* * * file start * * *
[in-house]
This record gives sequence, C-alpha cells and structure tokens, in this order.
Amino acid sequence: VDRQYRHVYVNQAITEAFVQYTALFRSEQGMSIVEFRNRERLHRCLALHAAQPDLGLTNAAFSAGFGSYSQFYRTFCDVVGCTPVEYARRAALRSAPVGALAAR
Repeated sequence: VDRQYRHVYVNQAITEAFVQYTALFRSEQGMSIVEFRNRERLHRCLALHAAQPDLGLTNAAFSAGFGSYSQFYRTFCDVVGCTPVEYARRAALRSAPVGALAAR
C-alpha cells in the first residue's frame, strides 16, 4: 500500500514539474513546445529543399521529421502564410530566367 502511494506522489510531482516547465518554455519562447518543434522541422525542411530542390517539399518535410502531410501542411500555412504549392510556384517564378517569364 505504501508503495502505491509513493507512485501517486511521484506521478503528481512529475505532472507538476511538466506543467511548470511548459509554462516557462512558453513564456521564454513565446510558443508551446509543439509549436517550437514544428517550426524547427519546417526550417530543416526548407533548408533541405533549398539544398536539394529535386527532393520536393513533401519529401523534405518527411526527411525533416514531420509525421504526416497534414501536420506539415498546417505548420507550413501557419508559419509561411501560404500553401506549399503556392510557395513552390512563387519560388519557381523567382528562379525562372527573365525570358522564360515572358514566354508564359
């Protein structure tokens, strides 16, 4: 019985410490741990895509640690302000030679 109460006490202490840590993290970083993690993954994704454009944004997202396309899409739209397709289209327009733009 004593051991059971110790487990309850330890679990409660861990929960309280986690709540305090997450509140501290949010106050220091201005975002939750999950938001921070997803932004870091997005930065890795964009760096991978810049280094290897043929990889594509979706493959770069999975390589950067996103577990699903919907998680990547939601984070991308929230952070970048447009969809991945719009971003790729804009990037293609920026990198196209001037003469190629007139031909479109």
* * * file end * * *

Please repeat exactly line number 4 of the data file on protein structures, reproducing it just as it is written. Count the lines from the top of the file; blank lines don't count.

Repeated sequence: VDRQYRHVYVNQAITEAFVQYTALFRSEQGMSIVEFRNRERLHRCLALHAAQPDLGLTNAAFSAGFGSYSQFYRTFCDVVGCTPVEYARRAALRSAPVGALAAR